Anger, bitterness, pride, and rage only divides us. It separates us from our enemies and tells us we can only be with people who are like us and treat us nicely. Unfortunately, this worldly view infiltrated the church a long time ago and has become ingrained in our culture that is even more divided today. Those who believe differently are ousted, those who act differently are excluded. Those who upset our routine, those who have a different voice, those who anger us and cause us frustration because of their foolishness. We remove and burn bridges of relationship.

The church is called to be a mosaic of people who confess Jesus as Lord. We are called to live a certain way that counters the world and we are discerning and diligent in how we act only as a response to being saved. Yet somehow this has gotten lost in our anger and frustration with the world. It’s chaotic, confusing, and muddy.

God calls us to endure, God calls us to be present among people who are foolish and arrogant. Because God has been present with us when we have been foolish and arrogant. There is no one in this world who has not been the enemy of someone else and most of all the enemy of God.

(Read Rom. 3:23)

Key word is ALL. You and me, we fell short. But through God’s love, God said “no” to bitterness. Despite our sin, despite our rebellion, despite our flawed views and choices, he endured and loved us and says “no” to anger, that we might be healed for relationship.

Brothers and sisters, when we say “no” to anger, we recognize that we are freed and healed to grow in relationship with one another. That there is more of a chance for healing than there would be if we gave into it. We recognize our real enemy is sin and how it has encased our brother or sister who is living foolishly in it. When we say “no” to anger, we live into God’s grace where we can think of our enemies as our friends.

Saying ‘No’ to the World, Heals Us for God

Both anger and worry are key players in today’s world. Anger at people with different beliefs than us is tied into the fear that those differences will hurt us. The world wants us to believe that, the world wants us to be separated, to be on our own. But God says “no” to this.

When the world was dark, chaotic, and void, God said “no” when he said, “Let there be light” (Gen. 1:3). When the world was stuck in sin God said “no” because, “For God so loved the world that he gave his only begotten son that whoever believes in him shall not perish but have everlasting life” (John 3:16). God says “no” to the world and gives us the same chance that we may be healed to be with God.

(Read Eccl. 12:12-14)

At the end of the day, we are left with option to say “yes” to God or the world and in turn we say “no” to the other. When you say “yes” to God you are saying “no” to anger and worry and “yes” to relationship and presence. What could be better than relationship and presence with the Creator who loves us and saves us from bitterness and wrath, from fear and control.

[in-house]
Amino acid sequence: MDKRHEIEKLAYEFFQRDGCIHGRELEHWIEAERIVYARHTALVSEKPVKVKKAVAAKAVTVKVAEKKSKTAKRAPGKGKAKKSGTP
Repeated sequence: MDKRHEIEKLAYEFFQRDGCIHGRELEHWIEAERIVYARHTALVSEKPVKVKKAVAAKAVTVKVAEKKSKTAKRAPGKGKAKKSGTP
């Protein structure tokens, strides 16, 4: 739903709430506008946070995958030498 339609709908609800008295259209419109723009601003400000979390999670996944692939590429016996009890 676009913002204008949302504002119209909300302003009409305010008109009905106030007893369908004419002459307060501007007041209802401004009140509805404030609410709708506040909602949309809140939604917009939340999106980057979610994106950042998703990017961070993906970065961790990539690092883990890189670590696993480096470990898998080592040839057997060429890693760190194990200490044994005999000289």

In the late 1400’s there was man by the name of Thomas More, who went on to be a person of great influence. He was the counselor of Henry VIII. The friend of the prominent writer Erasmus, but more than that he was man who embodied what it meant to say “no” to the world and “yes” to God.

More enjoyed life, he took part in celebrations, but he did not put cosmic importance to them. He did not put importance to his job, who he served, or how he had fun. His heart was all for God. In his meditations the main thing he said that stands out is to “Gladly be thinking of God.” How many of us can say we are gladly thinking of God daily? How many of us think about God at all on a daily basis? Sure, we may think about God when we are here together, or on a Wednesday night, but is it daily? Is it at work? Is it at school?

The world is a challenging place that we need to take seriously. Distractions come in all shapes and sizes, that are not inherently bad but can keep us from thinking about God. Sometimes they pile up and before you know it our concern is more focused on the world than on God. When we say “no” to the world, we are choosing to focus on God instead. We find time to think of God, to be with God. No matter what the world offers God comes first.

God is telling us it is not about what we know or read, it is not about how we engage, it is about seeking him first. Do we do the things we do because it lines up with who God is? Is it because God is walking with us in it? Or is it because it is the latest trend? When we say “no” to the world we are not following the trends and wisdom it offers, we are following God.


Ecclesiastes is a book that clears out everything the world tells us about religion and God. It bathes and cleanses us from false ideas about religion, wisdom, and faith. It frees us to look not at buildings and institutions but at God. It is a reminder that we are denying ourselves, taking up our crosses, and following Jesus to the very end. No matter the wisdom, no matter the knowledge, the worry, the feeling, whatever it is God, calls us to remember he is first, he has healed us from our worry, and our anger. He has healed us from our sin. God has said “no” to the world, by saving the world and loving it. May we go and do likewise.

Benjamin Fountain is currently the pastor of Lakeview Baptist Church in Lacy Lakeview, TX, where he has served in a multitude of roles since 2016.